He said : "The public aren't going to be fooled much by this half baked quango which might end up sitting on top of a lot of money by way of levies taken from us and other groups of qualified professionals who may get the chance to practice law under alternative business structures".
He went on to say the following in response to the revelations of the Law Society's failure to pay up : "I have heard of several solicitors who refused to pay their levies in protest, which I take it may form part of what the Law Society has still to pay the Commission, however some smaller legal firms might not be able to afford or may be reluctant to pay the complaints levy in the downturn so that could also be a factor."
A client with a complaint against several legal firms of solicitors, who is being aided by a leading Scots MSP stated "All this complaints body seems to be doing is telling us what it wont do and cant do.There is no will to do anything for the consumer at all.Its going to be just another round of lawyers and their friends covering up for lawyers and we wont get the independent regulation we were promised by the Scottish Parliament"
The beleaguered SLCC, stung by allegations of a lack of competence or will to handle the complaints work it was supposed to do, also announced that it had finally secured indemnity insurance for its members, who recently threatened to resign if they didn’t have the same type of insurance cover which has been well known to protect crooked lawyers from financial damages claims by clients as a result of poor or crooked service.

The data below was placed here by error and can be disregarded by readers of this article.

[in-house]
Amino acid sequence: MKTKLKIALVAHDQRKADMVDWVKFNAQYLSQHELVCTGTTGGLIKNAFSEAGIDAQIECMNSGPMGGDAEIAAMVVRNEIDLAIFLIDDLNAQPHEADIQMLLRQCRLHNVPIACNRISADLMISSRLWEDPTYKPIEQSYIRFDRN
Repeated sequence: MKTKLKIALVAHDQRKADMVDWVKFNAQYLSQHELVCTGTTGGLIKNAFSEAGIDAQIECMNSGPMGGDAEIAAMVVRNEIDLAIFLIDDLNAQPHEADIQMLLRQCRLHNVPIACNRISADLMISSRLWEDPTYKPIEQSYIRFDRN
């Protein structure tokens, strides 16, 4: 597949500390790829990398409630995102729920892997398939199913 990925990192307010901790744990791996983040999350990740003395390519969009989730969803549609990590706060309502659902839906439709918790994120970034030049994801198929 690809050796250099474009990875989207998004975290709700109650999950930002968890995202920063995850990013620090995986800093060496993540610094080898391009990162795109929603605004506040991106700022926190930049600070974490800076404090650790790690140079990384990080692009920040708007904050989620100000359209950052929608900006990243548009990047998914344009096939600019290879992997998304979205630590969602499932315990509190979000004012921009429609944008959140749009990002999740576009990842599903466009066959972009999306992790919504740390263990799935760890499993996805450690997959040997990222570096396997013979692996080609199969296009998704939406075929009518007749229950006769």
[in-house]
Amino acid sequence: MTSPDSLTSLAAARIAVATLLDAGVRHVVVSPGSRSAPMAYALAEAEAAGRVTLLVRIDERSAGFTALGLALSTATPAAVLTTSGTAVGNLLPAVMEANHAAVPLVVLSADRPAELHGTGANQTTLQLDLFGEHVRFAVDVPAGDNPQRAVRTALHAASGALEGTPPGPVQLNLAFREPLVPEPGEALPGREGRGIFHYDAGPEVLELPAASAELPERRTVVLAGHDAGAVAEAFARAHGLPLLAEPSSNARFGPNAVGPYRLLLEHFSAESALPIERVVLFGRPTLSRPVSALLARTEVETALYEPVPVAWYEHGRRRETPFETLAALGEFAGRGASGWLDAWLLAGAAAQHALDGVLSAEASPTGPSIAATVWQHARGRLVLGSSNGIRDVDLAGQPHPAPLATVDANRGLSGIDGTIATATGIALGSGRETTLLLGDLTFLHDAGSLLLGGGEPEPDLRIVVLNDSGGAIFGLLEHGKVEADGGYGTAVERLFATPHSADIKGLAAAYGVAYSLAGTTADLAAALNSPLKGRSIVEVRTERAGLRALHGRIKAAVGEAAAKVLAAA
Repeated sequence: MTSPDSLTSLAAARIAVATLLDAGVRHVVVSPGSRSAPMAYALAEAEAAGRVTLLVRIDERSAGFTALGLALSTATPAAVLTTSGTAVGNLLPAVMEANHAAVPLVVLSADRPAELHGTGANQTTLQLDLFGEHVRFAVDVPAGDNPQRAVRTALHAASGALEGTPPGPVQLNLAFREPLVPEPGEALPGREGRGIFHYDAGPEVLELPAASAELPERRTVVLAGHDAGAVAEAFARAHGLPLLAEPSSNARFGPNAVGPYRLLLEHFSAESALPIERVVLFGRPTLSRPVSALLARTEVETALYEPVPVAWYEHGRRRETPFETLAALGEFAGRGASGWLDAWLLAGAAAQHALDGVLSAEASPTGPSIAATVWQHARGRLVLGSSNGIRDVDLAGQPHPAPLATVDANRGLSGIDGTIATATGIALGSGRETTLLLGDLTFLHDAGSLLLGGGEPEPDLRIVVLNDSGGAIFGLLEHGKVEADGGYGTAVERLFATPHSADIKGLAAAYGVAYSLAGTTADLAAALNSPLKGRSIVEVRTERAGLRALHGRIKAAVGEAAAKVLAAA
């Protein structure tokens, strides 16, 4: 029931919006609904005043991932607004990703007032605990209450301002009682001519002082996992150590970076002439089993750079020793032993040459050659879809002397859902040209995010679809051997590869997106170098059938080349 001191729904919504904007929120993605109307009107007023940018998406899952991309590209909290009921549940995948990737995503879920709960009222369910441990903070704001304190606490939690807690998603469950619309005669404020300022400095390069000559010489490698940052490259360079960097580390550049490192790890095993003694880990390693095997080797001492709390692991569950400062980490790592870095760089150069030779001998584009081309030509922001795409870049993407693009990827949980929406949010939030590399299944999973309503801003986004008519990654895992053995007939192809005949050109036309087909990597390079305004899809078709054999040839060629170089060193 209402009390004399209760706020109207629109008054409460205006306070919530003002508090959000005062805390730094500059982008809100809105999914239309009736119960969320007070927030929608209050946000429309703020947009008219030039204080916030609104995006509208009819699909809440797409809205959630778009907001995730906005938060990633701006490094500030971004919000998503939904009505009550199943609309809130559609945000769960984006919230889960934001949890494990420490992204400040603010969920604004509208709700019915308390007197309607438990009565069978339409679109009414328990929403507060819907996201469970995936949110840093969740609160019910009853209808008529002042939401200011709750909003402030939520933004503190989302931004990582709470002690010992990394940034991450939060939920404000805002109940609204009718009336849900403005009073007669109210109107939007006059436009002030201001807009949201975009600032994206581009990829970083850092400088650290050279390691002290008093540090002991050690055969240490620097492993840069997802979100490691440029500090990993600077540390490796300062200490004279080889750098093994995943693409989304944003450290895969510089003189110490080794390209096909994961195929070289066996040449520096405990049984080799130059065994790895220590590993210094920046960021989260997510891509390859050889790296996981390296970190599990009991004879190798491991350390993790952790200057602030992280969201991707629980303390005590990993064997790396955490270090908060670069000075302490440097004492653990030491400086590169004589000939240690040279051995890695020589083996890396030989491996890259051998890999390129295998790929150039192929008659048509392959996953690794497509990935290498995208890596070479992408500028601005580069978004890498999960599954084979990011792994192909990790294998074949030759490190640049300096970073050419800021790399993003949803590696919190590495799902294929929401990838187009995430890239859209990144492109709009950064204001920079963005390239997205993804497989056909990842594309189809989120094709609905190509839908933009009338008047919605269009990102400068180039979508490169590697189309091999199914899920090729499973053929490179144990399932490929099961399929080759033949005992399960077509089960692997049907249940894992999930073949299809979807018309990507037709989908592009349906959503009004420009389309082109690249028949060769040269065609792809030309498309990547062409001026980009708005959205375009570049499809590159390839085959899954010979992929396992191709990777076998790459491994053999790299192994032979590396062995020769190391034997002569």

I reported on the Commission’s members bizarre threats to resign over lack of indemnity insurance protection in a previous article here : Legal Complaints Commission in crisis amid funds shortage & resignation threats over lack of insurance protection
SLCC Director of Communications, Doreen Graham, announced that Park Place Insurance Ltd, 53 High Street, Kirkcaldy, KY1 1LL had arranged the insurance for members, and that the Professional Indemnity Insurance cover is being provided by Brit Insurance Ltd Brit Insurance Ltd.
Brit Insurance Ltd’’s Professional Risks cover is described on their website as : “Our specialist claims team provide a professional and disciplined approach to handling complex issues. They provide prudent and reassuring responses to clients during times of distress and uncertainty. Our North American Professional Indemnity team are established market leaders in all areas of professional negligence, including accountants, architects, engineers, insurance brokers, lawyers, miscellaneous and technology risks”.
One would have though that the ‘independent’ Scottish Legal Complaints Commission would have stayed away from insurance deals which might also insure lawyers too … but it seems the old habits of the Law Society of Scotland die hard …. and perhaps more worryingly, the Scottish Government has sat back while the Commission lurches from crisis to crisis.
Mr MacAskill’s office also refused to comment today on whether there was any policy put in place to deal with the multi million pound surpluses which would be generated by the SLCC’s intention to levy all entrants to the Scottish legal services market.
The Commission was also silent on what might be done with the surplus cash which will come in through increased levies … and on whether the multi million pound taxpayers handout to start up the quango would be repaid to the Government … or ‘go elsewhere’ …